Having sailed on real ships ranging from small product carriers to VLCCs and in between, along with a medium-sized ATB (150,000 bbl), my experiences might be a bit different as most seem to stick to one end of the spectrum or the other. That said, I enjoyed the ATB only to the extent that the crew was great to work with. The work, not so much. The shorter rotations are needed to prevent burnout. I chose not to return there as my pay was nearly the same compared to a new chemical tanker, and a real ship as well. Believe me, companies that run ATBs know every loophole that justifies their existence, but also expects the crew to treat the vessel as a bona fide ship. Their answer for questions about how to accomplish this with half the crew (10 I believe) was that "it's half the size of a ship. There. Problem solved". The oil majors seemed to be a bit hesitant to charter ATBs but this company tried to put their best foot forward and convince them they were one and the same. Do ATBs serve a purpose? Sure. Are they equal to a real ship? No. I have sailed through the middle of a hurricane on a ship, been through the Bering Sea on a ship, and also the North Atlantic in February. We rocked and rolled, came home with a few stories, but in no way did I feel worried or concerned for my safety or for the vessel. I can not say the same for an ATB. They exist only because the USCG allows them (who's pockets were/are lined nobody will ever know). Europe hosts thousands of small coastal ships, feeding cargo from one port to another, or sometimes from one dock to another in the same port. Yet they choose to use ships and not ATBs or even old-school wired units.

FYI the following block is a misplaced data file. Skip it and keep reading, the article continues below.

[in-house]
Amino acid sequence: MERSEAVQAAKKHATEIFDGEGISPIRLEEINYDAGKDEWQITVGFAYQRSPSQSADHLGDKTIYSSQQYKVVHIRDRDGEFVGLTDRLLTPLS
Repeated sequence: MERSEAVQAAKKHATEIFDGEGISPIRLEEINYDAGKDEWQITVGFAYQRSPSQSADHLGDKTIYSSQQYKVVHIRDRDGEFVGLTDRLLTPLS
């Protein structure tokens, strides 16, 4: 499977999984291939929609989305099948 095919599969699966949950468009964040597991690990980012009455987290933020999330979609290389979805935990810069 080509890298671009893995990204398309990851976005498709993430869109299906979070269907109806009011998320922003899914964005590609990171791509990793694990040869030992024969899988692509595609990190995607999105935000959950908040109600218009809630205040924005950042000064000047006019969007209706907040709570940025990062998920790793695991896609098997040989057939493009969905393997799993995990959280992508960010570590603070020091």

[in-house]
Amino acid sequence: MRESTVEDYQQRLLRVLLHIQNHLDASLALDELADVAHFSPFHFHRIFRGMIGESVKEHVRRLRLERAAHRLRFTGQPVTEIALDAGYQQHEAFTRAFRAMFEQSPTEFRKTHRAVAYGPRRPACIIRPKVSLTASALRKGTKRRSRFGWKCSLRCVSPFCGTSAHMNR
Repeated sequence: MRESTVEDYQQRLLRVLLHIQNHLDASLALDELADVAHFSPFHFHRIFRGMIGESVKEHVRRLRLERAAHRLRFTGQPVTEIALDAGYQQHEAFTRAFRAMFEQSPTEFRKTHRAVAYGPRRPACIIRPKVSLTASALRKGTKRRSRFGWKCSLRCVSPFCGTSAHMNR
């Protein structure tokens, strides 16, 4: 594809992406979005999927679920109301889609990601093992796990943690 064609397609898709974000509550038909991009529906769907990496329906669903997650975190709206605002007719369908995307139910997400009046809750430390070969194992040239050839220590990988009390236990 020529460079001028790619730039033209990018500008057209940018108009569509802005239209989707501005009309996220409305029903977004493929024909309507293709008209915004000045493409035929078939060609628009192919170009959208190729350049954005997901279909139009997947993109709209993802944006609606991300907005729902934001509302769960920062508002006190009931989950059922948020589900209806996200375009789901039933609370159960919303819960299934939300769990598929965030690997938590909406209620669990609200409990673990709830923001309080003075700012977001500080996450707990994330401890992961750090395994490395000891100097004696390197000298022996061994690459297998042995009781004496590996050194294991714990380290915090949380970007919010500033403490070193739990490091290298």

When a 350,000 bbl product tanker needs a 9,000 kW engine to make 14.5 knots, using 32 MT of 380/day, and a 150,000 bbl ATB product tank barge needs 14,000 kW (two engines) to make 11 knots, using 44 MT of 380/day, it's clear to see the cost advantage of a tankship based on fuel savings and maintenance reductions alone. Assuming the owner of an ATB has lower P&I premiums due to the unmanned barge status, and also half, or slightly less greater than half, of the crew over a tankship (also lowering P&I premiums) I still feel the cost/benefit ratio works in favor of a tankship, and likely in not as great of a timespan as you would think. Then again, when is the last time you worked for a tanker company that had forward-thinking beyond the end of the business day? No companies seem to look years into the future, but only immediately, and what provides an immediate return for the shareholders.